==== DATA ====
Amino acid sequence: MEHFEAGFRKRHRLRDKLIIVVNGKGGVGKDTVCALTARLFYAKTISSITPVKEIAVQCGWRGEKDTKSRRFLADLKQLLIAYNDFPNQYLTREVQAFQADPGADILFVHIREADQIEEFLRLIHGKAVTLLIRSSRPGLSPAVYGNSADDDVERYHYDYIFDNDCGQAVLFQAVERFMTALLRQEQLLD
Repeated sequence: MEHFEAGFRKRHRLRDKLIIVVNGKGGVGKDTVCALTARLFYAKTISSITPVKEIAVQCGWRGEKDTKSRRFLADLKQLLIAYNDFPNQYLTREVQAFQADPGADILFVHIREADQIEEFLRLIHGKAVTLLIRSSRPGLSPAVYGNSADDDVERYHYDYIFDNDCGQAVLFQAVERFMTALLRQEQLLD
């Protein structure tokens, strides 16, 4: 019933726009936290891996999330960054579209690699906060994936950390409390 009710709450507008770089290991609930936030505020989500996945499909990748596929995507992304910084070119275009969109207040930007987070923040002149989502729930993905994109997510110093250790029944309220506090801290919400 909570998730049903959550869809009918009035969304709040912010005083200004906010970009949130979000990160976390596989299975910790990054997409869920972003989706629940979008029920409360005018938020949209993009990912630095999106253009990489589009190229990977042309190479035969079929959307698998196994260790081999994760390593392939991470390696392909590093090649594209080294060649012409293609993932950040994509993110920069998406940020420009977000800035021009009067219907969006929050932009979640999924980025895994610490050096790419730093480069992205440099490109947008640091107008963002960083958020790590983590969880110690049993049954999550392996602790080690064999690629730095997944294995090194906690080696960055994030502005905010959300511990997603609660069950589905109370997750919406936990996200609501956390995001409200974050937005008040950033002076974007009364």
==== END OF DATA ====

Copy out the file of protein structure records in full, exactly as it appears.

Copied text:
Amino acid sequence: MEHFEAGFRKRHRLRDKLIIVVNGKGGVGKDTVCALTARLFYAKTISSITPVKEIAVQCGWRGEKDTKSRRFLADLKQLLIAYNDFPNQYLTREVQAFQADPGADILFVHIREADQIEEFLRLIHGKAVTLLIRSSRPGLSPAVYGNSADDDVERYHYDYIFDNDCGQAVLFQAVERFMTALLRQEQLLD
Repeated sequence: MEHFEAGFRKRHRLRDKLIIVVNGKGGVGKDTVCALTARLFYAKTISSITPVKEIAVQCGWRGEKDTKSRRFLADLKQLLIAYNDFPNQYLTREVQAFQADPGADILFVHIREADQIEEFLRLIHGKAVTLLIRSSRPGLSPAVYGNSADDDVERYHYDYIFDNDCGQAVLFQAVERFMTALLRQEQLLD
């Protein structure tokens, strides 16, 4: 019933726009936290891996999330960054579209690699906060994936950390409390 009710709450507008770089290991609930936030505020989500996945499909990748596929995507992304910084070119275009969109207040930007987070923040002149989502729930993905994109997510110093250790029944309220506090801290919400 909570998730049903959550869809009918009035969304709040912010005083200004906010970009949130979000990160976390596989299975910790990054997409869920972003989706629940979008029920409360005018938020949209993009990912630095999106253009990489589009190229990977042309190479035969079929959307698998196994260790081999994760390593392939991470390696392909590093090649594209080294060649012409293609993932950040994509993110920069998406940020420009977000800035021009009067219907969006929050932009979640999924980025895994610490050096790419730093480069992205440099490109947008640091107008963002960083958020790590983590969880110690049993049954999550392996602790080690064999690629730095997944294995090194906690080696960055994030502005905010959300511990997603609660069950589905109370997750919406936990996200609501956390995001409200974050937005008040950033002076974007009364």